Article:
1st Edition

Anarchy and Culture The Problem of the Contemporary University

By David Martin Copyright 1969
    224 Pages
    by Routledge

    224 Pages
    by Routledge

    Originally published in 1969, Anarchy and Culture both documents and describes the influence of the student and academic in the case of revolution and protest within the university. The book looks at the theory behind the culture of revolution within the contemporary university and comments upon the affect this has upon teaching, as well as the student experience. This edited collection contains a wide range of essays from a broad range of contributors in the fields of Sociology, English, and Education. Focusing predominately on study of the university in the UK, the book covers a spread of political comment, and personal attitude in analysing culture and anarchy in relation to the contemporary university.

    1. The Dissolution of the Monasteries, David Martin

    2. Expansion Since Robbins, Richard Layard and John King

    3. University Teaching: The Structure of a Profession, A.H. Halsey and M. Trow

    4. The Government of Scholars, Rowland Eustace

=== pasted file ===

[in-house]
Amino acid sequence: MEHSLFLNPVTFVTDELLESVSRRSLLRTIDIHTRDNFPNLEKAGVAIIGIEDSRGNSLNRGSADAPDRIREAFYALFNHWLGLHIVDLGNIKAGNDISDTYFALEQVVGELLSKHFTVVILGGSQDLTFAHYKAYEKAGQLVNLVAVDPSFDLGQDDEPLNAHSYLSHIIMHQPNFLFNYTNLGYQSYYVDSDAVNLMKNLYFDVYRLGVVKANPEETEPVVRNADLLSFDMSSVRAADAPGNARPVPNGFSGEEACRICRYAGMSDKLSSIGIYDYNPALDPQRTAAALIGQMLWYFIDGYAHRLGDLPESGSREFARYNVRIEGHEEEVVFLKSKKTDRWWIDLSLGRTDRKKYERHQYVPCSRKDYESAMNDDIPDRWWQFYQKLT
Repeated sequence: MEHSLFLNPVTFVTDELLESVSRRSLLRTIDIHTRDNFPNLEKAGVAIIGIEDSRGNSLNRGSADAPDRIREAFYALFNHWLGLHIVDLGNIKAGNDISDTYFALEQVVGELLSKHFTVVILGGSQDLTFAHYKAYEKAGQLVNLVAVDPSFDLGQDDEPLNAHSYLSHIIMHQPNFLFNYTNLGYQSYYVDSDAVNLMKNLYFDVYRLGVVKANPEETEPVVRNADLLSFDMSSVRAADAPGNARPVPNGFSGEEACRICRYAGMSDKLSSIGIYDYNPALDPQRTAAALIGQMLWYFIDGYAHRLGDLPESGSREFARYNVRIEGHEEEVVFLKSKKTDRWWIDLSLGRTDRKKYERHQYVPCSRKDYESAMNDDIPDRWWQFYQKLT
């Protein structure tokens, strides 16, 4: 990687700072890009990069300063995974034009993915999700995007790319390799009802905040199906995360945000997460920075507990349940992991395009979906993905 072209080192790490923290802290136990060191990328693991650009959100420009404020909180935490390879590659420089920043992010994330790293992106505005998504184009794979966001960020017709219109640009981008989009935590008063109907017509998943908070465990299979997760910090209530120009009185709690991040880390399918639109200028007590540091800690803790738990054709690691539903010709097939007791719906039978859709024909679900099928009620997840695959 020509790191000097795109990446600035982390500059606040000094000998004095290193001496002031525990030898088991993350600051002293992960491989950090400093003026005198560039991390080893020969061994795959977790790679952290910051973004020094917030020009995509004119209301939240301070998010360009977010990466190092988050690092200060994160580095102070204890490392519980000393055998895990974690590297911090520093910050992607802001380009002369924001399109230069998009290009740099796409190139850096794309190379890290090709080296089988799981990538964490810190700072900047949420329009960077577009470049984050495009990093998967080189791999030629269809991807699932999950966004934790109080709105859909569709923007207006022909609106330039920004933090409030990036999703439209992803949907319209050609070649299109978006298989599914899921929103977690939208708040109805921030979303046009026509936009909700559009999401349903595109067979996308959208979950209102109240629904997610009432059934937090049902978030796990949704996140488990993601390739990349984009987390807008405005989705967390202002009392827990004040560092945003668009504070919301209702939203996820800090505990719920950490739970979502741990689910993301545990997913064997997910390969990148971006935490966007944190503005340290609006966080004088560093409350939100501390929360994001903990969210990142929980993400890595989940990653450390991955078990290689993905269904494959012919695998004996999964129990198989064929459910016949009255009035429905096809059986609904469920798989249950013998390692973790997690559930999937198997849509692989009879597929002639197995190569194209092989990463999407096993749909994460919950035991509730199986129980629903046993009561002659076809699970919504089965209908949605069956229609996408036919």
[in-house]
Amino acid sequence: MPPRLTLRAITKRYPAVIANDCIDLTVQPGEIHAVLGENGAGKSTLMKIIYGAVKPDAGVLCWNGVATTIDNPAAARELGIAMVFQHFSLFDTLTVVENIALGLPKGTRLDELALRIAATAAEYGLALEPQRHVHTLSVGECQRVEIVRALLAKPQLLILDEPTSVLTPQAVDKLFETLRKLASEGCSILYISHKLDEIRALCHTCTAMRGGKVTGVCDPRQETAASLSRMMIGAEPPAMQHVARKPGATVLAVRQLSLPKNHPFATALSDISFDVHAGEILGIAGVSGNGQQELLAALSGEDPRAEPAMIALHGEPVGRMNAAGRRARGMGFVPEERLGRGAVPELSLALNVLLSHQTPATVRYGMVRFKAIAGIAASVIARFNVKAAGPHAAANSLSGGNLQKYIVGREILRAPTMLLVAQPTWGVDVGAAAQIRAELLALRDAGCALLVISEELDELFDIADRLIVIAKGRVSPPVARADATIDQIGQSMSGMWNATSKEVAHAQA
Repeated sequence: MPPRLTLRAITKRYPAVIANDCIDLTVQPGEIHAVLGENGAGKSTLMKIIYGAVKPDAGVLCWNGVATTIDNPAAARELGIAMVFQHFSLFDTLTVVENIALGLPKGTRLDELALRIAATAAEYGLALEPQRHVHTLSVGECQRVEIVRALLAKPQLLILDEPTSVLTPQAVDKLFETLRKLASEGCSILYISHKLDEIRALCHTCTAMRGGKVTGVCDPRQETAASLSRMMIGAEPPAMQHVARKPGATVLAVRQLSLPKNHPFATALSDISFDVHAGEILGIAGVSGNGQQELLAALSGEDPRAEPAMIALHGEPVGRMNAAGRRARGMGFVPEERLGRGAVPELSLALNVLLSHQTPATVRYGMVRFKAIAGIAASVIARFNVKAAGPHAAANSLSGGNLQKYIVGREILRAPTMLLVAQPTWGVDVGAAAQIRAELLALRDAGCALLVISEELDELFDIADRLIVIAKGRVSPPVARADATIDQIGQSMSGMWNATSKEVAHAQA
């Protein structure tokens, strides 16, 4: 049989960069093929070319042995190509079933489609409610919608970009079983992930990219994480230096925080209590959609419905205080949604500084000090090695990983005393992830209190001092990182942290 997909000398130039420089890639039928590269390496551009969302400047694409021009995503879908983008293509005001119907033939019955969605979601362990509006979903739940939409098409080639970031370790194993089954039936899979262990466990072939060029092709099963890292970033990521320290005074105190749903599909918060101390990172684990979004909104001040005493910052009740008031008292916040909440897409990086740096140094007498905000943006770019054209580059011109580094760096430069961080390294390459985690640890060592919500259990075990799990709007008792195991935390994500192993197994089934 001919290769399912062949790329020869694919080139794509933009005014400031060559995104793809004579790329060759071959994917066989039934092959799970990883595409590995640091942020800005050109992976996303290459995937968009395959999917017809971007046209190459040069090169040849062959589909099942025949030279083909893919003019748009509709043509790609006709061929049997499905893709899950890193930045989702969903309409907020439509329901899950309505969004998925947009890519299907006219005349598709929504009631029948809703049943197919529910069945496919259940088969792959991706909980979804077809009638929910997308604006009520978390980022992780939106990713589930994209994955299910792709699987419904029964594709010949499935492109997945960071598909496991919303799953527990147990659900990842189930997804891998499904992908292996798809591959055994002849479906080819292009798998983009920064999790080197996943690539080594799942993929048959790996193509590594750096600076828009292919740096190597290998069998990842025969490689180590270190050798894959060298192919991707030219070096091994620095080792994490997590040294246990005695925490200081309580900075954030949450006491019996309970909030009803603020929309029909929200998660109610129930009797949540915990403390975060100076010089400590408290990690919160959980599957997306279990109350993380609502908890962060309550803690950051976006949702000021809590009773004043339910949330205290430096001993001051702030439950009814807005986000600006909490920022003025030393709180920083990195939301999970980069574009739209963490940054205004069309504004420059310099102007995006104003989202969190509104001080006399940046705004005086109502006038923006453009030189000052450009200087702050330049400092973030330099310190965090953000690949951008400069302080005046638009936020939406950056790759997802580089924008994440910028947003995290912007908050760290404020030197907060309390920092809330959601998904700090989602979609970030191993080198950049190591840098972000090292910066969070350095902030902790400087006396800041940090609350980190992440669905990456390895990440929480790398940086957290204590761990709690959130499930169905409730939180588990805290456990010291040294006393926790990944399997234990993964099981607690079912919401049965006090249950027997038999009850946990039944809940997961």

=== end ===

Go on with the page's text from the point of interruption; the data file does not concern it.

5. The Troubles of Graduate Students, Ernest Rudd

    6. Role Conflict and the Junior Academic, Robert Chester

    7. Organizational Forms and Styles of Protest, Geoffrey Martin

    8. Students and the Press, Alan Shelston

    9. New Reflections on Violence, Paul Rock and Frances Heidsensohn

    10. From C.N.D. to the Newest Left, Stephen Hatch

    11. The Panther and the Dove: Reflections on Rebelliousness and its Millieu, Ernest Gellner

    12. The Dream of Revolution, John Dunn

    13. The Proper Limits of Student Influence, Bernard Crick

    14. Revolting Students?, John Sparrow

    15. Between Commitment and Barbarism, Donald G. MacRae

    16. Die Bauchschmerzen Eines Fachidioten, Peter Wiles

    17. The New Academics, L.C. Sykes

    18. The Nursey of Revolution, David Martin


    Martin, David